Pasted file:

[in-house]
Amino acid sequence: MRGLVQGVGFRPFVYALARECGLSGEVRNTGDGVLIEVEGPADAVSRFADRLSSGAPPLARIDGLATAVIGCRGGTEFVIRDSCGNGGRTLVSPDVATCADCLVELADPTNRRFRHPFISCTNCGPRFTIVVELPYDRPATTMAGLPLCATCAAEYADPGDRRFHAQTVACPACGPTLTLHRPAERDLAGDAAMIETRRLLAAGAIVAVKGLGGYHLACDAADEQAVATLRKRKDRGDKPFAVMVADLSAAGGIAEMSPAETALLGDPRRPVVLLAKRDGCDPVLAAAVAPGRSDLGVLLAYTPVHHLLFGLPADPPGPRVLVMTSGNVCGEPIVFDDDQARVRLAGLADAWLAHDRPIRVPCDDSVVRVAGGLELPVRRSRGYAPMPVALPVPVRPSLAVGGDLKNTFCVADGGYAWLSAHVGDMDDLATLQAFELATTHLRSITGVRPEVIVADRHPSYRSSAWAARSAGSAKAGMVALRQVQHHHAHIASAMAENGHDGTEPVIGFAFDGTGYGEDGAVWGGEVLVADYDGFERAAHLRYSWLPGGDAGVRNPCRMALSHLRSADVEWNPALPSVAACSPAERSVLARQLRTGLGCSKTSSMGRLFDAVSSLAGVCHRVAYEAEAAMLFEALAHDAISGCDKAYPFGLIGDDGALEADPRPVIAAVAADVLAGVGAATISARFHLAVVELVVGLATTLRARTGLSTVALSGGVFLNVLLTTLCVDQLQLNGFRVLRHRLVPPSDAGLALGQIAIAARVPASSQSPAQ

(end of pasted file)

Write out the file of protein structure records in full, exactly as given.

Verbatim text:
[in-house]
Amino acid sequence: MRGLVQGVGFRPFVYALARECGLSGEVRNTGDGVLIEVEGPADAVSRFADRLSSGAPPLARIDGLATAVIGCRGGTEFVIRDSCGNGGRTLVSPDVATCADCLVELADPTNRRFRHPFISCTNCGPRFTIVVELPYDRPATTMAGLPLCATCAAEYADPGDRRFHAQTVACPACGPTLTLHRPAERDLAGDAAMIETRRLLAAGAIVAVKGLGGYHLACDAADEQAVATLRKRKDRGDKPFAVMVADLSAAGGIAEMSPAETALLGDPRRPVVLLAKRDGCDPVLAAAVAPGRSDLGVLLAYTPVHHLLFGLPADPPGPRVLVMTSGNVCGEPIVFDDDQARVRLAGLADAWLAHDRPIRVPCDDSVVRVAGGLELPVRRSRGYAPMPVALPVPVRPSLAVGGDLKNTFCVADGGYAWLSAHVGDMDDLATLQAFELATTHLRSITGVRPEVIVADRHPSYRSSAWAARSAGSAKAGMVALRQVQHHHAHIASAMAENGHDGTEPVIGFAFDGTGYGEDGAVWGGEVLVADYDGFERAAHLRYSWLPGGDAGVRNPCRMALSHLRSADVEWNPALPSVAACSPAERSVLARQLRTGLGCSKTSSMGRLFDAVSSLAGVCHRVAYEAEAAMLFEALAHDAISGCDKAYPFGLIGDDGALEADPRPVIAAVAADVLAGVGAATISARFHLAVVELVVGLATTLRARTGLSTVALSGGVFLNVLLTTLCVDQLQLNGFRVLRHRLVPPSDAGLALGQIAIAARVPASSQSPAQ